A diabetes drug may protect patients against thickening of the artery walls, a precursor to heart attacks, according to a study published in the Journal of the American Medical Association Monday.
Thickening of the carotid arteries, which are located in the neck and deliver blood to the brain, is a risk factor for heart attacks and other cardiovascular problems. Cholesterol and fat can build up in the inner lining of arteries, forming plaque and causing them to narrow.
Patients with type 2 diabetes taking the older generic drug, glimepiride, saw their artery thickness rise by .012 millimeters after 72 weeks on the drug, while those on pioglitazone saw their artery wall thickness drop by .001 millimeters.
There are about 20.2 million people in the United States with diabetes, and they are at greater risk than the general population for developing this buildup, known as atherosclerosis.
“We are measuring the earliest stages of atherosclerosis — this is the best marker for future heart attack and stroke,” said Dr. Theodore Mazzone, the lead researcher and chief of endocrinology at the University of Illinois at Chicago’s College of Medicine.
Pioglitazone also significantly boosted levels of high density lipoprotein, or HDL, a beneficial type of cholesterol in the blood, the study said.
Japan-based Takeda Pharmaceutical Co., which makes pioglitazone, sold under the brand name Actos, paid for the study of 462 adults with type 2 diabetes.
The vast majority of diabetics have type 2 diabetes, in which the body cannot make enough of hormone insulin or cannot use it effectively.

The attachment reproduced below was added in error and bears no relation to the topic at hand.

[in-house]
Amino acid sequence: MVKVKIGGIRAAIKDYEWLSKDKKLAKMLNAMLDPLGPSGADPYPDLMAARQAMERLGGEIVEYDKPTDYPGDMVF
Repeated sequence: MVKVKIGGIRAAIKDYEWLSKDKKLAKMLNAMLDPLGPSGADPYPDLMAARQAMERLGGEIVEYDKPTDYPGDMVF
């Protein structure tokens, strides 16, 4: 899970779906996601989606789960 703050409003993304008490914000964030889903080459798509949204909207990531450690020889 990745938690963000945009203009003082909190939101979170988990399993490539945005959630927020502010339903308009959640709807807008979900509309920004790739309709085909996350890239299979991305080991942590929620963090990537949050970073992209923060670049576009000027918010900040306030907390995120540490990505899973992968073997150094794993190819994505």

The prevalence of type 2 diabetes is expected to balloon as the population ages and an increasing proportion of Americans are overweight or obese, experts said.
'Good' cholesterol effect
“The potential advantages of this drug we’ve shown are its effect on carotid (artery thickness) and it had a dramatic effect on HDL cholesterol levels, which is very hard to get,” Mazzone said.
The study found pioglitazone raised HDL levels, which seem to protect against heart attacks, by about 13 percent in patients after 24 weeks, and sustained that increase over the life of the study. The HDL levels remained the same in patients taking glimepiride.
The study will be presented Monday at the annual meeting of the American Heart Association.
Pioglitazone is in a class of diabetes drugs called thiazolidinediones, which lower the amount of the blood sugar glucose released by the liver and make cells more sensitive to insulin.
The other major medication in the class is GlaxoSmithKline Plc’s Avandia.
Mazzone said it was unclear whether rival Avandia would have the same effect on artery wall thickness as pioglitazone.